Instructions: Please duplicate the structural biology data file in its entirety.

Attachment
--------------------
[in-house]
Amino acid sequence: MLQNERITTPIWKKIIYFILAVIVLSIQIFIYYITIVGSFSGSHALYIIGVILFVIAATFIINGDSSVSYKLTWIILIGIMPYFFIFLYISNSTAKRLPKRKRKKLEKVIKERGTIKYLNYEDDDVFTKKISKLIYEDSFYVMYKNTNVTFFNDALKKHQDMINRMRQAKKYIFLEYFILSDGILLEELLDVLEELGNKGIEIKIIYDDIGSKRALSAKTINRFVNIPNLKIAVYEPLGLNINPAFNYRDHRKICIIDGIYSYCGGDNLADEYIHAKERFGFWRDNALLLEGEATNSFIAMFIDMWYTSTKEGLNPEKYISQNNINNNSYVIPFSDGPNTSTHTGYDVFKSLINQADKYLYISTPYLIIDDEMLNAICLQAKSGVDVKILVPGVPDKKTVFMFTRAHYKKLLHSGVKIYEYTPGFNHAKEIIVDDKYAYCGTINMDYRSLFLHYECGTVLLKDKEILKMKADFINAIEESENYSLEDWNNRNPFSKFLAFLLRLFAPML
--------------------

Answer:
[in-house]
Amino acid sequence: MLQNERITTPIWKKIIYFILAVIVLSIQIFIYYITIVGSFSGSHALYIIGVILFVIAATFIINGDSSVSYKLTWIILIGIMPYFFIFLYISNSTAKRLPKRKRKKLEKVIKERGTIKYLNYEDDDVFTKKISKLIYEDSFYVMYKNTNVTFFNDALKKHQDMINRMRQAKKYIFLEYFILSDGILLEELLDVLEELGNKGIEIKIIYDDIGSKRALSAKTINRFVNIPNLKIAVYEPLGLNINPAFNYRDHRKICIIDGIYSYCGGDNLADEYIHAKERFGFWRDNALLLEGEATNSFIAMFIDMWYTSTKEGLNPEKYISQNNINNNSYVIPFSDGPNTSTHTGYDVFKSLINQADKYLYISTPYLIIDDEMLNAICLQAKSGVDVKILVPGVPDKKTVFMFTRAHYKKLLHSGVKIYEYTPGFNHAKEIIVDDKYAYCGTINMDYRSLFLHYECGTVLLKDKEILKMKADFINAIEESENYSLEDWNNRNPFSKFLAFLLRLFAPML